Having children, not growing old, makes you more right-wing—especially in the U.S., study finds

September 7, 2022, 1:03 PM UTC
An international research team says it has found evidence that parenthood is associated with conservative attitudes.
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Becoming more conservative is often associated with growing older—but scientists have found that becoming a parent, not aging, is more likely to push people further to the right.

In a peer-reviewed paper published Wednesday, researchers from several countries—including the U.S., Denmark, and Japan—said they had found cross-cultural evidence that “parenthood is associated with social conservatism around the globe.”

“The motivation to care for children is among the fundamental drivers of human behavior, but its power to shape social attitudes and cognition is underappreciated,” they said.

In a series of studies, the research team found that political persuasions were seemingly influenced by parenthood.

The first study had 376 participants, all of whom were American university students. Almost all of the students were “non-parents.”

Participants were split into two groups, and were shown pictures of either “young, cute children” or leisure pursuits before being asked to come up with imagined activities, baby names, and other hypothetical scenarios relating to the visual prompts.

They then completed a survey on their opinions relating to topics like marriage and abortion.

Researchers said those who had been “emotionally engaged” with the imagined parenting scenarios demonstrated increased levels of social conservatism.

Meanwhile, separate surveys of 2,610 adults across 10 countries analyzed respondents’ motivations to care for children as well as their attitudes toward economic and social issues.

The polls found that parental motivation had little effect on economic conservatism, but that there was a “highly significant” link between parental instincts and conservative beliefs—regardless of whether individuals had children of their own.

The association between conservative values and parental motivation did not fluctuate across age groups, suggesting that maternal and paternal behaviors, not getting older, were prompting shifts in social attitudes.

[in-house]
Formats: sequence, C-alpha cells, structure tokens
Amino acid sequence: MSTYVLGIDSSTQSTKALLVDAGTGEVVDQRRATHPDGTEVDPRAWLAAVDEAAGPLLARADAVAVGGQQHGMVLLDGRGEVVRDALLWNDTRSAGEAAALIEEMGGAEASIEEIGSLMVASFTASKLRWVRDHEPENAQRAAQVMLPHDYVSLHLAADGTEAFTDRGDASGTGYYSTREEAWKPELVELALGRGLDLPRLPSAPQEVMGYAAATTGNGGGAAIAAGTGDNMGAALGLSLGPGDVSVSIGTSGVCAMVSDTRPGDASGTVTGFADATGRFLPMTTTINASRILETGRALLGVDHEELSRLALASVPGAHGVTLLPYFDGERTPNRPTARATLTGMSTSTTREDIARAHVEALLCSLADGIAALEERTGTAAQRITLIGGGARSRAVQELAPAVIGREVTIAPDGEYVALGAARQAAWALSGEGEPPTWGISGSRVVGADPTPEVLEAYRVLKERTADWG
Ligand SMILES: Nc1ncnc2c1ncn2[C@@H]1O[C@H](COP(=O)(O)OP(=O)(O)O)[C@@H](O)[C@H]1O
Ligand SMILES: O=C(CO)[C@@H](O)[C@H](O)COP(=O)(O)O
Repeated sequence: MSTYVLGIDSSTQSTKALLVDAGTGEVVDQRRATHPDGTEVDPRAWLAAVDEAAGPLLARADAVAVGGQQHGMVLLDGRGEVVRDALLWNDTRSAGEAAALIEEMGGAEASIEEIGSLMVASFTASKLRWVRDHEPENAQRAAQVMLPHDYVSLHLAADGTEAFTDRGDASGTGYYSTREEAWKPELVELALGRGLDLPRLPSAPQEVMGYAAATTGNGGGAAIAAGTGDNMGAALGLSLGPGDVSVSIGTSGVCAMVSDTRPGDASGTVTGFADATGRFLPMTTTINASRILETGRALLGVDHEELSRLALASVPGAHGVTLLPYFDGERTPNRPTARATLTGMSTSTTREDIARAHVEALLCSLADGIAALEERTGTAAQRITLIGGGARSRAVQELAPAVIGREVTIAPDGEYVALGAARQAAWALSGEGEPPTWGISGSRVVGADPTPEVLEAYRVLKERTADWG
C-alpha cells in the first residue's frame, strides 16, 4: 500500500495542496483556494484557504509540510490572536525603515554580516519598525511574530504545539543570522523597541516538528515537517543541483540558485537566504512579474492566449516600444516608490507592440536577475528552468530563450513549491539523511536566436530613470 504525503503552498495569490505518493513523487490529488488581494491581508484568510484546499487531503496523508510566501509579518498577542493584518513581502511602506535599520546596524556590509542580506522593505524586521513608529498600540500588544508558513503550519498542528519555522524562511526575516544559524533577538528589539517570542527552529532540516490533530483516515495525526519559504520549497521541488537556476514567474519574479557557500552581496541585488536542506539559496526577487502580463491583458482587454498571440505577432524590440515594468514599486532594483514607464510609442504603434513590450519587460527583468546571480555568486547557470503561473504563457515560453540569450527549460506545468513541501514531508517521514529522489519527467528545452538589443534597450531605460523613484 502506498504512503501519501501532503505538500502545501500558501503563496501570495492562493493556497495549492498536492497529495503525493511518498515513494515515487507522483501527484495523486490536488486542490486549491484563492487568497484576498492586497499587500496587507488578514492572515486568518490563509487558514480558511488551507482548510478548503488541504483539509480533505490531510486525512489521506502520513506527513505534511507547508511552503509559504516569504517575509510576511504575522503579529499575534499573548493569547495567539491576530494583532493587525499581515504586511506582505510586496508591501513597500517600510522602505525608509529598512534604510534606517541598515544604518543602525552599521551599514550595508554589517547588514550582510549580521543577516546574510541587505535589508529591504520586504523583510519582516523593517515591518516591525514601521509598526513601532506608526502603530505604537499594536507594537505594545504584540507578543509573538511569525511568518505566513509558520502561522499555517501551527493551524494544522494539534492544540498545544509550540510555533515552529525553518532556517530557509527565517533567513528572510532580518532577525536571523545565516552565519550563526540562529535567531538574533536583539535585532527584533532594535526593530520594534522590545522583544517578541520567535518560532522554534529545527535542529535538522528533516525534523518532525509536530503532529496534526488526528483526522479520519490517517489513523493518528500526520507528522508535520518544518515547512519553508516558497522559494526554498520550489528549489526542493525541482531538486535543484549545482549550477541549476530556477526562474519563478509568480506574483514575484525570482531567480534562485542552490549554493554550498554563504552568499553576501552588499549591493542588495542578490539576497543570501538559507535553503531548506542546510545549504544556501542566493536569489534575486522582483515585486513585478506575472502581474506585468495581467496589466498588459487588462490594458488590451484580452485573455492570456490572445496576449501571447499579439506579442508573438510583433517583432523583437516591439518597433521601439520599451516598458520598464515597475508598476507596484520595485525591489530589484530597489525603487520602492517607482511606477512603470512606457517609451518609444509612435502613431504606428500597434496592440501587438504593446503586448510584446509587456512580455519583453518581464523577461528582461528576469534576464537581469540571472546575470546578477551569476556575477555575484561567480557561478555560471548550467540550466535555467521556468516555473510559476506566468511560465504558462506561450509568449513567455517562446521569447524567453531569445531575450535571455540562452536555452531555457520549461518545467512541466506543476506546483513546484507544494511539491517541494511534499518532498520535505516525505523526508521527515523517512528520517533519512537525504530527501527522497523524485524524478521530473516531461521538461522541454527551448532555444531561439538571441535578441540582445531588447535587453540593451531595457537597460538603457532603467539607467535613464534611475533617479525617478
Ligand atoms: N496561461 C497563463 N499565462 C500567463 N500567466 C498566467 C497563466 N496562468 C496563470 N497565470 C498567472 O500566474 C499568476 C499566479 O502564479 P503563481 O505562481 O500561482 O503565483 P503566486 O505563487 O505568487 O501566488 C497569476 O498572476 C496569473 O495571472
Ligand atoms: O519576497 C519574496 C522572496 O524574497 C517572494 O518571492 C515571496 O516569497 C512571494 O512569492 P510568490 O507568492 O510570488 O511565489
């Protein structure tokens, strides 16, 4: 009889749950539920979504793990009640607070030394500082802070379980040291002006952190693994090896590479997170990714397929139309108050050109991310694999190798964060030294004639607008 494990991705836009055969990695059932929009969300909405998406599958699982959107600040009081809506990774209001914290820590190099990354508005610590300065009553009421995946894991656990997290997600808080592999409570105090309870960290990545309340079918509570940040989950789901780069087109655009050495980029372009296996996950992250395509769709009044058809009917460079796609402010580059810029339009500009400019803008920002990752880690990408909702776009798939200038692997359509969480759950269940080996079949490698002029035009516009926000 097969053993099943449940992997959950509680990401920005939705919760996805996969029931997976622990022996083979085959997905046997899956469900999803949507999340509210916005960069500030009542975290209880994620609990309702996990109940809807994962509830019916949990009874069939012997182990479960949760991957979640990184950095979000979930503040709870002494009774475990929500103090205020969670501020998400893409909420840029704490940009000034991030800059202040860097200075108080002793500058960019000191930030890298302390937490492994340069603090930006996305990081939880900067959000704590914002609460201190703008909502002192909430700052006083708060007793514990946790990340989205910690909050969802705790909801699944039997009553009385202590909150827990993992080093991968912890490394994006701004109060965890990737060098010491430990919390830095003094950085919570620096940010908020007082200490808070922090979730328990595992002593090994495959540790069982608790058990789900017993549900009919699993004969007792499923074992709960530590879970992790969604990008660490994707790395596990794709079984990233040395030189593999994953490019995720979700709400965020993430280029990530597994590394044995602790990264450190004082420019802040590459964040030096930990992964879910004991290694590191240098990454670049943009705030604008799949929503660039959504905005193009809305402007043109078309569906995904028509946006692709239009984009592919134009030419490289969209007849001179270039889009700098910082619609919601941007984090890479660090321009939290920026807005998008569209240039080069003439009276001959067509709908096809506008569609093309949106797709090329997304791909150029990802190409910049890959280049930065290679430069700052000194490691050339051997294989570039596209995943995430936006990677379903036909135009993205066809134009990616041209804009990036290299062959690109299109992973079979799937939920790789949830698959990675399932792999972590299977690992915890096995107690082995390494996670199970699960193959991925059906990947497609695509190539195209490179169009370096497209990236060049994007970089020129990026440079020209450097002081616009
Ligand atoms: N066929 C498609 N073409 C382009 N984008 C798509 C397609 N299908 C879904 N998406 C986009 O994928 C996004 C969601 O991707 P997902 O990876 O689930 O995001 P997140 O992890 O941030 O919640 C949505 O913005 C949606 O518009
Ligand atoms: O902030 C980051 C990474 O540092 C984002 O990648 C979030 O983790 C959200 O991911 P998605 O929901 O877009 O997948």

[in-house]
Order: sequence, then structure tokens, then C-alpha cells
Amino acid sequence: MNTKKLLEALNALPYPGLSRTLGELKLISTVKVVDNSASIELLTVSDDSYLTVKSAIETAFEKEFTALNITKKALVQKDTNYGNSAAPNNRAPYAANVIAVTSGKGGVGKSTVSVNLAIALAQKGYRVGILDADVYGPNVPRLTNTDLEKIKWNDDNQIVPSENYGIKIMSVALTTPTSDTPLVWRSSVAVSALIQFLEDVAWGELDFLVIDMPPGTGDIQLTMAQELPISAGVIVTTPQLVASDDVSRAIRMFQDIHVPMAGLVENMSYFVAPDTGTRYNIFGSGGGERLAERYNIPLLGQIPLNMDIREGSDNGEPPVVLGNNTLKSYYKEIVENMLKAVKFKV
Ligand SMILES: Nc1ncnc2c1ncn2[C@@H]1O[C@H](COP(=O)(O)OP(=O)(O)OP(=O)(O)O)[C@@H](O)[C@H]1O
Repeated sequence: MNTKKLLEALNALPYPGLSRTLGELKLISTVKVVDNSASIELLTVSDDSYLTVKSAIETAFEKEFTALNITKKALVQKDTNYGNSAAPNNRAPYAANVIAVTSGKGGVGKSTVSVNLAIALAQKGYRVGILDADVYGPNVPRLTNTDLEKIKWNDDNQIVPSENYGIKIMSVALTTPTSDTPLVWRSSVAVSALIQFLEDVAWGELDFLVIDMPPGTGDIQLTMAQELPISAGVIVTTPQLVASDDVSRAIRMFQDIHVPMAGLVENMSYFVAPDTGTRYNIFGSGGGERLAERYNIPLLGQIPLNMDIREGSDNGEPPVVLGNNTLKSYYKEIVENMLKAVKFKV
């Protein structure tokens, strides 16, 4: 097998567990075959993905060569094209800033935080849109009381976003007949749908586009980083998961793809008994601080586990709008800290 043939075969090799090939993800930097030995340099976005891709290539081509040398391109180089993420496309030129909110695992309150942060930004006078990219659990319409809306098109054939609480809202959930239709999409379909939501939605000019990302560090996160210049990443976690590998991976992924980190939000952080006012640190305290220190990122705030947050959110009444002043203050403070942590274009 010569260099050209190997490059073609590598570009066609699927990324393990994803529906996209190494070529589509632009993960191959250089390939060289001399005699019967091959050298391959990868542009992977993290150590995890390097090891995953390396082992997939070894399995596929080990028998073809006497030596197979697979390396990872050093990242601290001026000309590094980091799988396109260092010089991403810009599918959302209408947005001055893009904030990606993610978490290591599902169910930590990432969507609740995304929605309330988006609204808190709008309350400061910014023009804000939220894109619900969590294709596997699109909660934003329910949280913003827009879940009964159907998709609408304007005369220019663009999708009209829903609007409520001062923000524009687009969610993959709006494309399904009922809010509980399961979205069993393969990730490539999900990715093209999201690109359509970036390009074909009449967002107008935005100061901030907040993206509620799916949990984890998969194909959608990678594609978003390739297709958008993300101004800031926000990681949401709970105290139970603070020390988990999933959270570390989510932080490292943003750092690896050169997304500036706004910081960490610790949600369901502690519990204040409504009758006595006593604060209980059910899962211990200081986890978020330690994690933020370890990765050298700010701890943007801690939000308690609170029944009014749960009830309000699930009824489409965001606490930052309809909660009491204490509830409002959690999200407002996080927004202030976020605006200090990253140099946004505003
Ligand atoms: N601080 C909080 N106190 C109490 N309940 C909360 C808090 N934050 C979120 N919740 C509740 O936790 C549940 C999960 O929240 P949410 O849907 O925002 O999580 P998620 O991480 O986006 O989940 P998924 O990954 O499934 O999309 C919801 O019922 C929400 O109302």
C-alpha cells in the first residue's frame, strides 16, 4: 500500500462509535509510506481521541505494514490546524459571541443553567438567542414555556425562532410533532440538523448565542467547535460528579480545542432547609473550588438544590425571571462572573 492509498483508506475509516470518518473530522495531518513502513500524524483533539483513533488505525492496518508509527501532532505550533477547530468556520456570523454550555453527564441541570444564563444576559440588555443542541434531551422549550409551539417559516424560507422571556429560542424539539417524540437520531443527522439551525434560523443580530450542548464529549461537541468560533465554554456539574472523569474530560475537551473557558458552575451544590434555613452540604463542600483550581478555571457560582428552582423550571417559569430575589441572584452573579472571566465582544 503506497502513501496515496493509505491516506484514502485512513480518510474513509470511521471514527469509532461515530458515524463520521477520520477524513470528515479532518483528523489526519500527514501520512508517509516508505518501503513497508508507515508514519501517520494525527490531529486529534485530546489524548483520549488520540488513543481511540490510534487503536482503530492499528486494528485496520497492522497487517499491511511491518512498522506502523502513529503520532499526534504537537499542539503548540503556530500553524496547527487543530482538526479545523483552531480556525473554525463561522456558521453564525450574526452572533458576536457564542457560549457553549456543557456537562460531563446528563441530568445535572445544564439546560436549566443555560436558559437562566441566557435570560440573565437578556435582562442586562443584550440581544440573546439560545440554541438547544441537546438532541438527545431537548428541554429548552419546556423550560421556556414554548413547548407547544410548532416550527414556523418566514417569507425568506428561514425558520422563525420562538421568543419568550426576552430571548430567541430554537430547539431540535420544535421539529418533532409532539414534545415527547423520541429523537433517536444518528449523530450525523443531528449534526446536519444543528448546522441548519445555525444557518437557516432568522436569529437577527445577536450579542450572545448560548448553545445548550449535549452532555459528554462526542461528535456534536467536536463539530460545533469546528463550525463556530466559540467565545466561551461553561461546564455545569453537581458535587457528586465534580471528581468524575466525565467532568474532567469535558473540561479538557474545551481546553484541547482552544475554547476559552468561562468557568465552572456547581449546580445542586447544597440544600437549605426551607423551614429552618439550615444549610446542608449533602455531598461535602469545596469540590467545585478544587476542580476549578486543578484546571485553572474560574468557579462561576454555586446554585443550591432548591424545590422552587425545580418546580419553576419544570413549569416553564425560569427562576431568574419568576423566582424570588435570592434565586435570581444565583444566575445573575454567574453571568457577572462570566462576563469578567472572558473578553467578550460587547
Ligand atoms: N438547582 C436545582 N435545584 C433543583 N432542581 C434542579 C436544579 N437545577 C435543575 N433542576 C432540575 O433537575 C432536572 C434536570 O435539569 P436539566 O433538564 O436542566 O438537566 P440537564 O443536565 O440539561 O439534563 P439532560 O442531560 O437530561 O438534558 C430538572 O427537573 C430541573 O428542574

U.S. among the countries with the strongest links between parental care and conservatism

Scientists also pointed out that the link was persistent across countries, with the strongest relationships between parental care motivation and social conservatism found in the U.S., Lebanon, South Korea, El Salvador, and Poland.

They noted that these were countries in varying global regions with diverse histories.

“These results suggest that the relationship between parental care motivation and social conservatism is not unique to Western or Christian countries,” they said.

People who had children also appeared to value traditionalism when it came to social issues, the research team found, with the correlation between having children and conservatism again being high across all age groups.

In the U.S., researchers also found a “highly significant” link between parenthood and economic conservatism.

Another study carried out by the team examined 40 years’ worth of surveys that encompassed data from more than 426,000 people in 88 countries.

Responses to questions about topics like divorce, abortion, and sex before marriage were used to measure conservatism.

Again, researchers found a link between parenthood and conservative values.

“[The study] found evidence that parents, and especially parents of multiple children, have more traditional and more socially conservative views in dozens of countries around the world,” the researchers said.

“It appears that parenthood, not age (or the wisdom that comes with it), drives the putative age-conservatism relationship.”

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